This guide is for small business owners who are trying to determine which of the four primary health insurance options is best for their business. The first step is to consider what you and your employees want out of health insurance.
Before we dive into the details on this topic, if you are looking for the best health benefits package for your employees, we suggest you check out Gusto. Gusto will look at hundreds of health plans and offer you the best choices for your budget and your employees. Visit Gusto and schedule a free demo.
9 Questions to Ask Before Providing Health Insurance
1. Would your employees view health benefits as valuable?
If your employees are already getting health insurance through their spouse, then they may not value health insurance benefits. Many group plans also require that the majority of your employees participate in the plan. If a large number of your employees opt out because they are covered by a spouse, group health insurance may not be an option.
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2. How much can you and your employees afford to pay each month for premiums?
According to kff.org’s most recent data (2013) the average cost per enrolled employee for group health coverage is $5884 per year. However, most businesses share the cost of healthcare with their employees. On average, the employer picks up 80% ( about $4700) of the premium costs, and the employee the remaining 20% (about $1200). According to a recent Wall Street Journal article the average cost of individual health insurance (not including subsidies) under Obamacare is $3288 per year. This means that there can be significant cost savings when your employees purchase individual policies vs. enroll in a group plan. This is also why we recommend exploring increasing compensation instead of offering a group plan. You can learn more about this here.
Depending on your location, The Obamacare Small Business Marketplace (known as SHOP) might also be an affordable option. You can read our guide on SHOP here and check out sample rates for your area here.
3. How many of my employees qualify for a subsidy?
If your employees make less than 400% of the federal poverty line ($45,960 in 2014 for individuals without a family), they may qualify for government subsidies on health insurance plans offered through the individual Obamacare marketplaces. However, individuals that have access to a group health insurance plan through their employer, are ineligible for subsidies. Before offering a group health plan, make sure that you are not cutting off the subsidy option for employees that want it. Your employees can use the calculator below to determine whether or not they are eligible for subsidies.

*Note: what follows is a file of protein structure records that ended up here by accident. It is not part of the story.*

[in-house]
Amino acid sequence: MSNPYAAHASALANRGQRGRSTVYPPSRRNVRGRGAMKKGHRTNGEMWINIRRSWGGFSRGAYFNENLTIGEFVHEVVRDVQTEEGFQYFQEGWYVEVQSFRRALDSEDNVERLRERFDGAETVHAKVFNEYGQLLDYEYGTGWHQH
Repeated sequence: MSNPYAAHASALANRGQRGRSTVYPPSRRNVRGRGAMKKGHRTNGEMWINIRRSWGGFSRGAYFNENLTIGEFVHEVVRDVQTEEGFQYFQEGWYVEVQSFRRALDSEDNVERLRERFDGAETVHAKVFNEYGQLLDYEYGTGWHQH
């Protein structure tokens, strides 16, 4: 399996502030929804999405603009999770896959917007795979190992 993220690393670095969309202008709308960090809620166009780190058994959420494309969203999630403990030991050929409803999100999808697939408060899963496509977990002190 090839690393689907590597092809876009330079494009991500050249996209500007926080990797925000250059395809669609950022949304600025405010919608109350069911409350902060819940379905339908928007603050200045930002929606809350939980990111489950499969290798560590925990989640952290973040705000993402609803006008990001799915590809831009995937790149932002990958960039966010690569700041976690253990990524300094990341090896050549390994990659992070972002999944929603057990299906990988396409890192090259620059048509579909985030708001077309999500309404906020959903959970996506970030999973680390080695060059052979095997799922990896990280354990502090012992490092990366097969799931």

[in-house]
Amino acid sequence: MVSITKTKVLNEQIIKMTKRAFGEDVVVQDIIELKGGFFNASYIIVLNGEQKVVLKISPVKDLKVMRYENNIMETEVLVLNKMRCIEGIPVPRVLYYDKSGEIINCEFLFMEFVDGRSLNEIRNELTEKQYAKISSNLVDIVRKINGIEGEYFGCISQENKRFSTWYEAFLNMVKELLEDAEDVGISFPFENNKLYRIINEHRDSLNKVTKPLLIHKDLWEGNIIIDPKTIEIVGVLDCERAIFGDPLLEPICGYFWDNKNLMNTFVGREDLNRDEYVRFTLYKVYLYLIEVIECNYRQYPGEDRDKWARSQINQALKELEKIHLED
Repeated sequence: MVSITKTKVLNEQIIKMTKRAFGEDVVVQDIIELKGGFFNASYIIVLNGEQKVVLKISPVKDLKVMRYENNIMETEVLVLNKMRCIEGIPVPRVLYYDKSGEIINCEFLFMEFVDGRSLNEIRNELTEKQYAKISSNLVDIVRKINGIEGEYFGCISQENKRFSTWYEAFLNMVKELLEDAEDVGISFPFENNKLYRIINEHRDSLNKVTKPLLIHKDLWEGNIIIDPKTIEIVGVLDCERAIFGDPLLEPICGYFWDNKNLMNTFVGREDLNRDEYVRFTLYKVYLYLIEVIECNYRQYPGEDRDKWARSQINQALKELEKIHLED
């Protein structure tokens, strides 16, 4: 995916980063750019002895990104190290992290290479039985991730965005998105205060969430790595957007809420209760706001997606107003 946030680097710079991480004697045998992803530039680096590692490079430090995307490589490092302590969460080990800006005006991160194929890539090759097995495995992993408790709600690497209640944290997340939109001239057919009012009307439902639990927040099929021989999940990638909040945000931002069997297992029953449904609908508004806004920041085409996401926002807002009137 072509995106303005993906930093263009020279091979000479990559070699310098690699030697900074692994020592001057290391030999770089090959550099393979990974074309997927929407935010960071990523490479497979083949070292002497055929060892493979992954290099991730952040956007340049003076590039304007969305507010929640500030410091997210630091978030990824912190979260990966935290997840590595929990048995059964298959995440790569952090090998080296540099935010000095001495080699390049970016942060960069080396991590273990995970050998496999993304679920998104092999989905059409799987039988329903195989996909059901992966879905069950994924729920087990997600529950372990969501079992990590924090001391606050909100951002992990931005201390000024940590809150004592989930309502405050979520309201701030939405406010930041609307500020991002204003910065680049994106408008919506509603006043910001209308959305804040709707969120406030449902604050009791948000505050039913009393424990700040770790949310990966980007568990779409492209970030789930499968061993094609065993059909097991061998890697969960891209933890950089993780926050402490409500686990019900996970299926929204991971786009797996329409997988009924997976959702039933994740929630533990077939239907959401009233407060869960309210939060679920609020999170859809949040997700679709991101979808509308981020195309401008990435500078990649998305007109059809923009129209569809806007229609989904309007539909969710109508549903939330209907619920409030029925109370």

4. Do you want to offer a specific plan to your employees, or let them choose for themselves?
Allowing employees to choose for themselves gives them greater flexibility and generally costs less on average than offering group health insurance. This is why we recommend all employers consider offering increased compensation, instead of offering group health insurance. You can learn more about this here.
5. Would my employees appreciate a different benefit?
Higher pay, increased 401k contributions, life insurance, wellness program, gas stipend, and catered lunches are all examples of things that some employees may appreciate more than health benefits.
6. Would you and your employees prefer to have a high deductible plan with low monthly premiums, or a plan with higher monthly premiums but lower deductible?
One way to significantly reduce health insurance costs is to offer a high deductible health plan. This means that your employees pay the first x number of dollars (generally between $1000 and $2000) in health care costs directly. This is a popular option among small businesses. According to a recent Kff.org report, small businesses (2 to 99 employees) are almost 4 times more likely than large firms to have a plan with deductibles above $2,000.
7. In scenarios where you or your employees have a large medical bill, what is the maximum amount that they can afford to pay out-of-pocket?
If your employees cannot afford to pay the out of pocket costs associated with their health care, then this defeats the purpose of offering health insurance.
8. How often do you and your employees plan on going for Doctor’s visits (i.e. does anyone currently need ongoing care for chronic conditions)?
If you have employees that need to visit the doctor on a regular basis for a chronic condition, you want to make sure that they are going to be able to afford the out of pocket costs they will be responsible for under different scenarios.
9. Does a significant portion of your company currently have the same Doctor/health care provider?
If so then you will want to make sure that the doctor/healthcare provider is covered under the health benefits you decide to offer. If not, would you and your employees switch doctors if it meant saving money by switching to a different plan that their current Doctor/healthcare provider doesn’t accept? The answers to the above questions will arm you with the information you need to choose the right benefits plan for your company’s unique situation.
Looking for the best health benefits package for your employees? Gusto will look at hundreds of health plans and offer you the best choices for your budget and your employees. Click here to visit Gusto and schedule a free demo.
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